BOSTON, Jan. 8 (UPI) — A plan to build the United States’ largest offshore wind farm in Nantucket Sound, Mass., has suffered another setback after nine years of environmental and political arguments.
Energy Management Inc.’s proposed Cape Wind $1 billion wind farm would cover 24 square miles — an area roughly the size of Manhattan — in the sound.
But the National Park Service Monday announced that the 560-square-mile Nantucket Sound is eligible for the National Register of Historic Places.
The decision follows a request from two American Indian tribes, the Mashpee Wampanoag of Cape Cod and the Aquinnah Wampanoag of Martha’s Vineyard, who claim the proposed 130 turbines would stand in the way of their spiritual ritual of greeting the sunrise. They say it would also disturb ancestral burial grounds, now underwater.
The late U.S. Sen. Ted Kennedy, D-Mass., whose family compound overlooks Nantucket Sound, was among Cape Cod residents who argued that the turbines would adversely affect the area’s tourism industry and spoil its natural beauty, the Independent reports. The turbines would be visible from the islands of Nantucket and Martha’s Vineyard, both magnets for summer visitors.
Oil and coal magnate and Cape Cod property owner Bill Koch also opposes Cape Wind.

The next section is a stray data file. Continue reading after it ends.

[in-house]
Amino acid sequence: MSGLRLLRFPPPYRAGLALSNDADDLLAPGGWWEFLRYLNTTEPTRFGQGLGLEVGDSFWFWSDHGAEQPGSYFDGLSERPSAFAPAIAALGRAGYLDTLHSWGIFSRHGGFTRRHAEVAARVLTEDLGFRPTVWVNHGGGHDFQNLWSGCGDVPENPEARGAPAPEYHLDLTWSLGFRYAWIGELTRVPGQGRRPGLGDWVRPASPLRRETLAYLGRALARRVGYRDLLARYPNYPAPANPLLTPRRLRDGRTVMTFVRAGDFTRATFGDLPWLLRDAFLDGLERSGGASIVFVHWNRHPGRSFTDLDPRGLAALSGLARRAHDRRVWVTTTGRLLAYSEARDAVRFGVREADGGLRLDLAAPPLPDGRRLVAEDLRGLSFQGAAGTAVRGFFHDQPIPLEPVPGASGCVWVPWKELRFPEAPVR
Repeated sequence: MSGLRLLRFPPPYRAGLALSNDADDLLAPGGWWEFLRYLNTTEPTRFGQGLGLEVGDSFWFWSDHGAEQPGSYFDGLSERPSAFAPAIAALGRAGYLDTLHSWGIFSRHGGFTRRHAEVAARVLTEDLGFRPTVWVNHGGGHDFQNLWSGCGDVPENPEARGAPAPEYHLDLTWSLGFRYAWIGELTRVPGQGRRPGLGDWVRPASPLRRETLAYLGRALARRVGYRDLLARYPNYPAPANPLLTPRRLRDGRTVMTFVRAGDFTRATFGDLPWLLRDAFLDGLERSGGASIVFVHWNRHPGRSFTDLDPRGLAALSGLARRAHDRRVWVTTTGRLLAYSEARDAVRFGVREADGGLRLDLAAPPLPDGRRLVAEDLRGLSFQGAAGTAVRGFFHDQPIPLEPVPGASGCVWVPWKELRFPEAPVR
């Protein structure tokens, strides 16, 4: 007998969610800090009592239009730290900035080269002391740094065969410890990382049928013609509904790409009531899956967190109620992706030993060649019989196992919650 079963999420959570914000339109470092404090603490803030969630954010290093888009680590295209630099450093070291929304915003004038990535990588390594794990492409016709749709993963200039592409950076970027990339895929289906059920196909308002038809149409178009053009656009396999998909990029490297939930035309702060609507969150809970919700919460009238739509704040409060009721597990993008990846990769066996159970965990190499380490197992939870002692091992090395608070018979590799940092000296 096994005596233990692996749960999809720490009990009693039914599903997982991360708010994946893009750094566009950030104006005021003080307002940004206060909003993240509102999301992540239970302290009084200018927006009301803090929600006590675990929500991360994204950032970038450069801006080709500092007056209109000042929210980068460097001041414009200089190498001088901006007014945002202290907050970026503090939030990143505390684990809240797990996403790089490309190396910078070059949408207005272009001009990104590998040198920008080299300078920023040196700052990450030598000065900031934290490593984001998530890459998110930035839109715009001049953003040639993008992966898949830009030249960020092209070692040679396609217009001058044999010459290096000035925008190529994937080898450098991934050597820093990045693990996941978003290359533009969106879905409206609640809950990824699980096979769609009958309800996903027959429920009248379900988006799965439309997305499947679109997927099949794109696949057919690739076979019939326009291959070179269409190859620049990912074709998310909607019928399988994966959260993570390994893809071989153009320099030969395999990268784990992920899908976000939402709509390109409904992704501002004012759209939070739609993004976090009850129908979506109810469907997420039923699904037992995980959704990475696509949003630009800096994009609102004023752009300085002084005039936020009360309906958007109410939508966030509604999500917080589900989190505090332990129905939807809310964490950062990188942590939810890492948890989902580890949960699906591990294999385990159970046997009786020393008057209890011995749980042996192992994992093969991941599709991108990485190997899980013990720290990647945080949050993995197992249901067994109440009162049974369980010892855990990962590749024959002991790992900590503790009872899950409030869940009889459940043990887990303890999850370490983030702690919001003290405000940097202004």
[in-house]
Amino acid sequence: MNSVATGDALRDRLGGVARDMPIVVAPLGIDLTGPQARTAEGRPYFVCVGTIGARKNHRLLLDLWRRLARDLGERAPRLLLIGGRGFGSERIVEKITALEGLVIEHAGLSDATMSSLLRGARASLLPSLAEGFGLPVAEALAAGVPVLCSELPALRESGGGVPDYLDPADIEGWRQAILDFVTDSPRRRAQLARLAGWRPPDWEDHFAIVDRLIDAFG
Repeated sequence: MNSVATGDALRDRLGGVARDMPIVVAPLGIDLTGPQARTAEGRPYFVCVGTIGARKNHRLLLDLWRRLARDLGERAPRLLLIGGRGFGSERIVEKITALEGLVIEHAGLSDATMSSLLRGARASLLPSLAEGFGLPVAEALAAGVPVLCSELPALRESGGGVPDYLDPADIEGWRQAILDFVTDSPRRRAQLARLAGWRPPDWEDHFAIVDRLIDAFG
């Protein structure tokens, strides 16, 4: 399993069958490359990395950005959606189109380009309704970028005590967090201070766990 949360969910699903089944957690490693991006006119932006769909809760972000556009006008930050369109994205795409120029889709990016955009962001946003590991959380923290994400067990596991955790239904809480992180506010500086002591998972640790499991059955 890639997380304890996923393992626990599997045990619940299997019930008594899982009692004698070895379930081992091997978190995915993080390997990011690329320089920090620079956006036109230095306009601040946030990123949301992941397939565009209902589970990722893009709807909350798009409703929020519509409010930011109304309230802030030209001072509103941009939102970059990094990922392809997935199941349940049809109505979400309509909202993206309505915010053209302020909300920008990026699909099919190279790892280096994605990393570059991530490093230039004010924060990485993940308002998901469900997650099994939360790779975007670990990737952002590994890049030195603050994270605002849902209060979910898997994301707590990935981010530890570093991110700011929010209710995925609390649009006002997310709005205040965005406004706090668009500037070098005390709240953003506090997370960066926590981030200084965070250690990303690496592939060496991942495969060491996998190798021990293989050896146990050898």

Cape Cod Today newspaper last month said Koch, founder and president of the Oxbow Group, is best known on the cape as chairman of the Alliance to Protect Nantucket Sound, an organization it says was formed to fight the Cape Wind proposal.
The newspaper cited a 2006 Forbes magazine profile on Koch, which described his fight against Cape Wind: “Koch has pumped in $1.5 million to an anti-windmill group of which he is now chairman, commissioned several economic studies undermining the idea and assigned his lobbyists to torpedo the plan in Washington.”
Environmental group Natural Resources Defense Council had high marks for Cape Wind, saying the project is “the largest single source of supply-side reductions in CO2 currently proposed in the United States,” Cape Cod Today reports.
U.S. Secretary of Interior Ken Salazar has called all parties involved in the debate to meet in Washington next week with the aim of settling the issue by March 1, the Independent reports.
“After several years of review, it is now time to move the Cape Wind proposal to a final decision point,” Salazar said in a statement.
“While we found the National Park Service decision disappointing, far more important is that Secretary Salazar has signaled the beginning of his personal involvement in bringing the Cape Wind permitting process to a speedy conclusion,” said Mark Rodgers, spokesman for Cape Wind.
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